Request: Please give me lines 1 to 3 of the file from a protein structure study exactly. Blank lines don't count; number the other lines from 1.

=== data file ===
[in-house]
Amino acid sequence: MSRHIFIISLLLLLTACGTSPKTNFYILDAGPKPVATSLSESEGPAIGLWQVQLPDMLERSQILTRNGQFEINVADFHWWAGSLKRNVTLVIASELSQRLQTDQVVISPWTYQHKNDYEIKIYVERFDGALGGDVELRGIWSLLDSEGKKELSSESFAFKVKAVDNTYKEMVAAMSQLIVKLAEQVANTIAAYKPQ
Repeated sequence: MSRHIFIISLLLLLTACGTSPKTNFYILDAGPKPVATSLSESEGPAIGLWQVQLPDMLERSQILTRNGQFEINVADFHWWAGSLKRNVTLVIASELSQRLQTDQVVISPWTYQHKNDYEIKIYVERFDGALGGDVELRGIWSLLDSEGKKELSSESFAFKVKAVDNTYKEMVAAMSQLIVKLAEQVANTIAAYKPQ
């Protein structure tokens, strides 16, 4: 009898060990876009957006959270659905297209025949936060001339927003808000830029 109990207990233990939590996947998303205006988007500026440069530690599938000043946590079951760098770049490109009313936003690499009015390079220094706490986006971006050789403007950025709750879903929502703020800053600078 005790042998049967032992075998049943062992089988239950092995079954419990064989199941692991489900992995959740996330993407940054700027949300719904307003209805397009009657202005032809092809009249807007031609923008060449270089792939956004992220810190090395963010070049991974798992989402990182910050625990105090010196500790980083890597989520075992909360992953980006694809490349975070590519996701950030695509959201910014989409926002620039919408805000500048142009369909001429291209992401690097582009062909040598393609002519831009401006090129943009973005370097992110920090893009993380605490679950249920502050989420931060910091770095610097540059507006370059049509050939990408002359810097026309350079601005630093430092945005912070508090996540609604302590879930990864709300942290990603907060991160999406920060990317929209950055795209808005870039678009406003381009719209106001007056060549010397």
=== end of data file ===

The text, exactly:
[in-house]
Amino acid sequence: MSRHIFIISLLLLLTACGTSPKTNFYILDAGPKPVATSLSESEGPAIGLWQVQLPDMLERSQILTRNGQFEINVADFHWWAGSLKRNVTLVIASELSQRLQTDQVVISPWTYQHKNDYEIKIYVERFDGALGGDVELRGIWSLLDSEGKKELSSESFAFKVKAVDNTYKEMVAAMSQLIVKLAEQVANTIAAYKPQ
Repeated sequence: MSRHIFIISLLLLLTACGTSPKTNFYILDAGPKPVATSLSESEGPAIGLWQVQLPDMLERSQILTRNGQFEINVADFHWWAGSLKRNVTLVIASELSQRLQTDQVVISPWTYQHKNDYEIKIYVERFDGALGGDVELRGIWSLLDSEGKKELSSESFAFKVKAVDNTYKEMVAAMSQLIVKLAEQVANTIAAYKPQ